The writer is Associate Editor.
The stack of ages had been cleft, so to speak, exposing a long-forgotten book titled Black Rage. The inscription on the fly-leaf read, “San Francisco, Jan 8, 1969”.
International Yoga Day seems to have been something of a success: bureaucrats, clerks did not collapse in a heap of safari suits as anticipated.
Twitter has played host to the more colourful parts of the LaMo controvery, where the dramatis personae have been jousting with reporters.
People set aside a part of their time for memorialising, in order to share later.
The government has become embroiled in a matter beyond its remit — promoting yoga.
The Maggi ban invests everyday, unexciting things with the allure of the forbidden.
A philosopher in the swim of current affairs, AC Grayling is still trying to make us think rationally.
Now, there’s an intelligence out there which can read potato chips.
The longest-serving late night talk show host in America, David Letterman stepped out from behind the desk after 33 years.
Kiran Nagarkar’s play, censored for 17 years, belongs to a fine tradition of retelling the epics subversively.
True or False: Did Rajnikanth give private lessons to Arnab Goswami?
From the coverage of the Nepal earthquake to the reportage of the shooting in Texas, there has been a disturbance in the Force.
The Internet has trumped the act of collating reports from clinics and hospitals and established itself as the faster tool for tracking disease.
If you want to get away from the #tvdebates these days, turn to DD India for a little detox.
2015 is the centenary of the theory of continental drift, the explanation for quakes, including Nepal.
A publisher’s anecdotes about the people he has worked with in a career spanning four decades and their idiosyncrasies.
Buzzfeed has discovered Indian media and finds it better than Fox.
The Kolkata which inspired Gunter Grass was a place where you could reach out and touch life.
only preferential access paid for in ways hidden from the user is at issue in India, not neutrality in its many-splendoured glory.
Documentary is to filmmaking, as poetry is to trade publishing. And they can only flourish online.
When photographer and activist Ram Rahman learned of a trove of Sunil Janah’s prints lurking in Noida, he was sceptical. He knew Janah and his work well and had curated his exhibition Photographing India 1939-1972 in New York City. But in his introduction to Sunil Janah: Photographs 1940-1960, a collection of vintage gelatin-silver prints, he […]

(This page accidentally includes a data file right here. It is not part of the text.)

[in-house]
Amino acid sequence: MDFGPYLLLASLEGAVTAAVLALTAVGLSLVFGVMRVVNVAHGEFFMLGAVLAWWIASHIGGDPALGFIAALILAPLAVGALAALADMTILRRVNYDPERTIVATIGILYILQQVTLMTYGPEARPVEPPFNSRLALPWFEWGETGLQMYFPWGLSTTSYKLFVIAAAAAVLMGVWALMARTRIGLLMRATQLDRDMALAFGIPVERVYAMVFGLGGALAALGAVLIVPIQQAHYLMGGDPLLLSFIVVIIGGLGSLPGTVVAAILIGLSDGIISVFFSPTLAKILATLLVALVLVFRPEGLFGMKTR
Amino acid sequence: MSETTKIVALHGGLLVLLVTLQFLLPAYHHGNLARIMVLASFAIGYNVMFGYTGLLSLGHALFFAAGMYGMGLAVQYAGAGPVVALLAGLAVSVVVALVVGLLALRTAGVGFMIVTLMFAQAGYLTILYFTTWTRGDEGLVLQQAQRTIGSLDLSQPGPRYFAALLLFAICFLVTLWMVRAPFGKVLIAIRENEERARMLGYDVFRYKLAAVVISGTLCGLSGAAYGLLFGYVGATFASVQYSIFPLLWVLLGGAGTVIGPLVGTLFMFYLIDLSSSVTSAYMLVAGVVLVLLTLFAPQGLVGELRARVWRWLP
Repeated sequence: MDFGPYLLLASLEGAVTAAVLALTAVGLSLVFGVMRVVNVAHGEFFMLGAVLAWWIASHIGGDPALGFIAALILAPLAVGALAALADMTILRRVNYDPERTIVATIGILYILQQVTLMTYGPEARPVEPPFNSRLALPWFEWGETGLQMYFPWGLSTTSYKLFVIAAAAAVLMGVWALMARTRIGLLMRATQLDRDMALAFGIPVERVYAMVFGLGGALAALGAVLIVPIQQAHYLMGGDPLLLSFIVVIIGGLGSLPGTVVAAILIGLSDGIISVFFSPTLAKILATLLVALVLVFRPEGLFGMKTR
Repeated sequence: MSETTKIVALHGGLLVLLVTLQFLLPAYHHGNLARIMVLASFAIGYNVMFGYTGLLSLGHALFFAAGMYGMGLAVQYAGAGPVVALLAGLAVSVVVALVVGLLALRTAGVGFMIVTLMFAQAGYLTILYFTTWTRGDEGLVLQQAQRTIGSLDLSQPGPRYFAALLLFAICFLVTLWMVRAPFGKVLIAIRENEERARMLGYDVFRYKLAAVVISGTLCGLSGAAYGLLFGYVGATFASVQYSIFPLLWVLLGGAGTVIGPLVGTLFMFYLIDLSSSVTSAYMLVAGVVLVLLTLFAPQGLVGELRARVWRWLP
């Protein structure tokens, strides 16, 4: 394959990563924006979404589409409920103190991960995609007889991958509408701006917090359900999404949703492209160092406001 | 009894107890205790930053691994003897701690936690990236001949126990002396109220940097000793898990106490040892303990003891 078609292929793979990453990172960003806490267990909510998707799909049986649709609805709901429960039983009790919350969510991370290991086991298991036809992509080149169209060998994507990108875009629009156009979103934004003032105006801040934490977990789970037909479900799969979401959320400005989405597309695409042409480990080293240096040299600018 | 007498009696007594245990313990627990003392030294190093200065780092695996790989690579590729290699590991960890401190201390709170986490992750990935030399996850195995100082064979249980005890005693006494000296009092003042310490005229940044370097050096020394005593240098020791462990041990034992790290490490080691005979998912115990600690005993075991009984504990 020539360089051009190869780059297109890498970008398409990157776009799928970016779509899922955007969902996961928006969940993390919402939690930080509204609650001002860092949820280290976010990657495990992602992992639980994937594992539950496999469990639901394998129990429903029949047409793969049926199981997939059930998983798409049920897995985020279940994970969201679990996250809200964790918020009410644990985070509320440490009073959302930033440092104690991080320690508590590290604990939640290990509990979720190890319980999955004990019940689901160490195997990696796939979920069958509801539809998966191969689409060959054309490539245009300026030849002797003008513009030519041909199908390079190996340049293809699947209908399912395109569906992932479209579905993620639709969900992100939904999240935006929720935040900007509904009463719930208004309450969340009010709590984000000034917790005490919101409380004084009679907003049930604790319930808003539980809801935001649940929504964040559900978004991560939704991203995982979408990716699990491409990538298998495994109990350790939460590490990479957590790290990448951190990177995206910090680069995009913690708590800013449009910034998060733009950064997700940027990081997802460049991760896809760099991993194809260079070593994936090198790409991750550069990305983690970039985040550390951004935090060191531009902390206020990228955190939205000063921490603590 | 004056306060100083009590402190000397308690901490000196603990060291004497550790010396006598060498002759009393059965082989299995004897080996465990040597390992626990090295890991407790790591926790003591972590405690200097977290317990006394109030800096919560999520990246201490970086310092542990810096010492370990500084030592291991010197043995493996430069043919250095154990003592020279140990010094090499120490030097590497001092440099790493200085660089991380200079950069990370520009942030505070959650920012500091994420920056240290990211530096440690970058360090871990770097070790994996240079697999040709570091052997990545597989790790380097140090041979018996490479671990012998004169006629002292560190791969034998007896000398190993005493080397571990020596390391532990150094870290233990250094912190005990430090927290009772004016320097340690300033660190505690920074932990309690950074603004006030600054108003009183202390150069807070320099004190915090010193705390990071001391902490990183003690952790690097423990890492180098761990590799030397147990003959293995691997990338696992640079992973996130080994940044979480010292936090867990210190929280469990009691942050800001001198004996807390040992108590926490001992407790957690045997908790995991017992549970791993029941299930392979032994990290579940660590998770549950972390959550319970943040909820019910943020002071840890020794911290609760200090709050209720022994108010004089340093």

Why is the upper middle-class appalled at the ongoing Stalinist purge in the Aam Aadmi Party?
When Parliament took a break, Narendra Modi took to Mann ki Baat.
Is sexist banter growing in India, or is it being caught on camera more often?
The rise and fall of Gigaom looks like a harmonic of the waveform of tech media.
India’s Daughter has shocked by retelling the story as it was, without the polite fiction of ‘Nirbhaya’.
From Rahul Gandhi’s ‘sabbatical’ to budget news.
Technology has made it easy to play with books. But what do you do with a volume that decides if it wants to be read or not?
Did plants enslave humans in the agricultural revolution? Yuval Noah Harari uses such contrary theses to undermine the traditional account of human history.
The muffler has strangled the BJP in Delhi.
With a roast that garnered 8 million YouTube views before it was taken down, will insult comedy have the last laugh?
Where exactly is someone like Zuckerberg located in this game? Is he part of the crowd or elevated above it?
Only friends and allies change, and there is nothing new in geopolitics.
David Davidar’s anthology of Indian stories is a mix of the predictable and surprising.
James Watson, one of the co-discoverers of the structure of DNA, sold his Nobel medal to raise money for science, and for himself. But charity can’t retrieve his scientific reputation.
In 2014, the FIFA World Cup triggered the most conversations. Ebola, Robin Williams, the ice bucket challenge and Malaysia Airlines figured prominently
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